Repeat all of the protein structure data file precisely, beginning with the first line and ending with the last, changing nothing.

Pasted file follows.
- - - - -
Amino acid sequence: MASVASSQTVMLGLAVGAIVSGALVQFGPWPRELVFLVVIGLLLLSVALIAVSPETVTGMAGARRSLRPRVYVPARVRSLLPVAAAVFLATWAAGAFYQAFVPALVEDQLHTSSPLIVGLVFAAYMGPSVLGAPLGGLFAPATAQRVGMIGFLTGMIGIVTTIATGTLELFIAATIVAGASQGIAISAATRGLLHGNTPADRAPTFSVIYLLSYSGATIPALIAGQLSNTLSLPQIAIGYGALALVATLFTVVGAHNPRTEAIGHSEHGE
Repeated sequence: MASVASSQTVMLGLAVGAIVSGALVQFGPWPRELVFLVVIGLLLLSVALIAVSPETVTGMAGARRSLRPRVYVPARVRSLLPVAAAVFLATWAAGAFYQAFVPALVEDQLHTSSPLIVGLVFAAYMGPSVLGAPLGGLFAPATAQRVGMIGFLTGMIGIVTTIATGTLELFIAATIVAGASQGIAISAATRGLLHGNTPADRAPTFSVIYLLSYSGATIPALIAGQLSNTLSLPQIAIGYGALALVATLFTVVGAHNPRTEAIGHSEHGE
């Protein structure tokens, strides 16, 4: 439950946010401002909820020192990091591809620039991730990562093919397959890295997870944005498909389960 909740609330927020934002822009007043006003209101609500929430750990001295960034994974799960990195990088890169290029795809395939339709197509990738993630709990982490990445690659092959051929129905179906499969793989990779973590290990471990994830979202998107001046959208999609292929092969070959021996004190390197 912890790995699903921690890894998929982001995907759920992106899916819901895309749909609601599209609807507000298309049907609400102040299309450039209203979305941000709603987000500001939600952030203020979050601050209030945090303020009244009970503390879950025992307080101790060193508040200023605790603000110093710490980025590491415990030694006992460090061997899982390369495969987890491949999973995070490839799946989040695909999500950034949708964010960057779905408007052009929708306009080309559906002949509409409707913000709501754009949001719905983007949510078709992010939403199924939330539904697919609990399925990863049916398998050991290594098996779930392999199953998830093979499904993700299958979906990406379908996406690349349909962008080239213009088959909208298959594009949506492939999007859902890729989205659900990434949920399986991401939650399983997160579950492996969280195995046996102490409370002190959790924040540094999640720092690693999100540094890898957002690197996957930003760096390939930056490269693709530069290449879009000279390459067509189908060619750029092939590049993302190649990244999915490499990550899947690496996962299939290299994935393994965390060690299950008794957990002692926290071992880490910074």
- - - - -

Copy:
Amino acid sequence: MASVASSQTVMLGLAVGAIVSGALVQFGPWPRELVFLVVIGLLLLSVALIAVSPETVTGMAGARRSLRPRVYVPARVRSLLPVAAAVFLATWAAGAFYQAFVPALVEDQLHTSSPLIVGLVFAAYMGPSVLGAPLGGLFAPATAQRVGMIGFLTGMIGIVTTIATGTLELFIAATIVAGASQGIAISAATRGLLHGNTPADRAPTFSVIYLLSYSGATIPALIAGQLSNTLSLPQIAIGYGALALVATLFTVVGAHNPRTEAIGHSEHGE
Repeated sequence: MASVASSQTVMLGLAVGAIVSGALVQFGPWPRELVFLVVIGLLLLSVALIAVSPETVTGMAGARRSLRPRVYVPARVRSLLPVAAAVFLATWAAGAFYQAFVPALVEDQLHTSSPLIVGLVFAAYMGPSVLGAPLGGLFAPATAQRVGMIGFLTGMIGIVTTIATGTLELFIAATIVAGASQGIAISAATRGLLHGNTPADRAPTFSVIYLLSYSGATIPALIAGQLSNTLSLPQIAIGYGALALVATLFTVVGAHNPRTEAIGHSEHGE
């Protein structure tokens, strides 16, 4: 439950946010401002909820020192990091591809620039991730990562093919397959890295997870944005498909389960 909740609330927020934002822009007043006003209101609500929430750990001295960034994974799960990195990088890169290029795809395939339709197509990738993630709990982490990445690659092959051929129905179906499969793989990779973590290990471990994830979202998107001046959208999609292929092969070959021996004190390197 912890790995699903921690890894998929982001995907759920992106899916819901895309749909609601599209609807507000298309049907609400102040299309450039209203979305941000709603987000500001939600952030203020979050601050209030945090303020009244009970503390879950025992307080101790060193508040200023605790603000110093710490980025590491415990030694006992460090061997899982390369495969987890491949999973995070490839799946989040695909999500950034949708964010960057779905408007052009929708306009080309559906002949509409409707913000709501754009949001719905983007949510078709992010939403199924939330539904697919609990399925990863049916398998050991290594098996779930392999199953998830093979499904993700299958979906990406379908996406690349349909962008080239213009088959909208298959594009949506492939999007859902890729989205659900990434949920399986991401939650399983997160579950492996969280195995046996102490409370002190959790924040540094999640720092690693999100540094890898957002690197996957930003760096390939930056490269693709530069290449879009000279390459067509189908060619750029092939590049993302190649990244999915490499990550899947690496996962299939290299994935393994965390060690299950008794957990002692926290071992880490910074």